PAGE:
Plant Protection EBA Data in Action Technical Brief
Reliable pest management and robust pest control at country borders go hand in hand with strong agricultural and agribusiness sectors. Strong plant protection regulatory frameworks facilitate safe trade and help safeguard agriculture and the significant developments that have been achieved so far. Currently, Africa continues to battle an outbreak of invasive, transboundary pests including the Fall Armyworm (FAW). This pest was first reported in mainland West Africa (Nigeria, Togo, Benin) and the island of Sao Tome (Sao Tome and Principe) in early 2016 and is confirmed to be present in 28 African countries including several Feed the Future countries, Kenya, Mali, Nigeria, and Senegal. FAW in Africa has caused significant damage to maize crops in particular, a staple crop in many countries. Invasion by FAW will further impact international trade, since countries where the pest has not yet been detected are expected to place additional production or handling requirements on exports from FAW–affected countries (Day et al., 2017). Affected countries in Africa are prioritizing immediate and long-term solutions to mitigate and contain the devastating impacts of FAW.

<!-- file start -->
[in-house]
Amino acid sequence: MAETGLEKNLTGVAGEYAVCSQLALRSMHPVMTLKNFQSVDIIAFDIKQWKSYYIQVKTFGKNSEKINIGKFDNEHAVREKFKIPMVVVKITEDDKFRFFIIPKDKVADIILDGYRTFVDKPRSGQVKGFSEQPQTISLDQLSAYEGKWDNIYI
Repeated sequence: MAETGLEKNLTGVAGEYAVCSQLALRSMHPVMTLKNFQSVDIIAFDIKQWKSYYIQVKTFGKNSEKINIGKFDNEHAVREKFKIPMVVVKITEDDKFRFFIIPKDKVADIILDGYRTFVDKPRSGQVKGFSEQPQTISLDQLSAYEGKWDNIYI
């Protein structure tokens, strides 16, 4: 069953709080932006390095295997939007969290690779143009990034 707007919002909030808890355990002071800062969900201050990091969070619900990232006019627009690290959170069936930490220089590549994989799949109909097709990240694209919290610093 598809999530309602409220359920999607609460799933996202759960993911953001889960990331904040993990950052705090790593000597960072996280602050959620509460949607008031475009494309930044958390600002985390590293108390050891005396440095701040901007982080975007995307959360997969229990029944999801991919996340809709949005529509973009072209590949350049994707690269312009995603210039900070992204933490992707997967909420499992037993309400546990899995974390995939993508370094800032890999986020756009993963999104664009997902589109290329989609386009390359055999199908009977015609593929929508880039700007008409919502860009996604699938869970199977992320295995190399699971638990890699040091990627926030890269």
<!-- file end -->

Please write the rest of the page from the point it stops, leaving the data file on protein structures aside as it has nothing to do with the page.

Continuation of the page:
This brief, authored by the Feed the Future Enabling Environment for Food Security project, offers timely considerations for mitigating and addressing Fall Armyworm in Africa in the near and long term. The brief synthesizes plant protection data available through the 2017 World Bank Enabling the Business of Agriculture Index to identify opportunities to strengthen the regulatory environment for plant protection in sub-Saharan Africa and in support of the US Government Global Food Security Strategy (GFSS).